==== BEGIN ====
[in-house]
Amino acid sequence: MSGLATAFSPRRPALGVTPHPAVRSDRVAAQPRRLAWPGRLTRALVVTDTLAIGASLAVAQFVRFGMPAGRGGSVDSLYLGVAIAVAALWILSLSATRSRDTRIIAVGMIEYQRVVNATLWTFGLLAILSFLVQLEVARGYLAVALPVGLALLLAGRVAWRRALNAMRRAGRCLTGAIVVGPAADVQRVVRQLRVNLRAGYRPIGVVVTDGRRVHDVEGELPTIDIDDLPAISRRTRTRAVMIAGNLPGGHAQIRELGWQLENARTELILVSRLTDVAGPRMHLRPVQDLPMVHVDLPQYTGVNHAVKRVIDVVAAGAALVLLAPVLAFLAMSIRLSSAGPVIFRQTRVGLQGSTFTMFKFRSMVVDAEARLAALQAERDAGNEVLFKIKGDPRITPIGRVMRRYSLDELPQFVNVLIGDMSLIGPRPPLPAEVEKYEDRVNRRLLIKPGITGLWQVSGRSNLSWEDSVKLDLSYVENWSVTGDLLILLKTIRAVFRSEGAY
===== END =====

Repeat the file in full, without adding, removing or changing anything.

[in-house]
Amino acid sequence: MSGLATAFSPRRPALGVTPHPAVRSDRVAAQPRRLAWPGRLTRALVVTDTLAIGASLAVAQFVRFGMPAGRGGSVDSLYLGVAIAVAALWILSLSATRSRDTRIIAVGMIEYQRVVNATLWTFGLLAILSFLVQLEVARGYLAVALPVGLALLLAGRVAWRRALNAMRRAGRCLTGAIVVGPAADVQRVVRQLRVNLRAGYRPIGVVVTDGRRVHDVEGELPTIDIDDLPAISRRTRTRAVMIAGNLPGGHAQIRELGWQLENARTELILVSRLTDVAGPRMHLRPVQDLPMVHVDLPQYTGVNHAVKRVIDVVAAGAALVLLAPVLAFLAMSIRLSSAGPVIFRQTRVGLQGSTFTMFKFRSMVVDAEARLAALQAERDAGNEVLFKIKGDPRITPIGRVMRRYSLDELPQFVNVLIGDMSLIGPRPPLPAEVEKYEDRVNRRLLIKPGITGLWQVSGRSNLSWEDSVKLDLSYVENWSVTGDLLILLKTIRAVFRSEGAY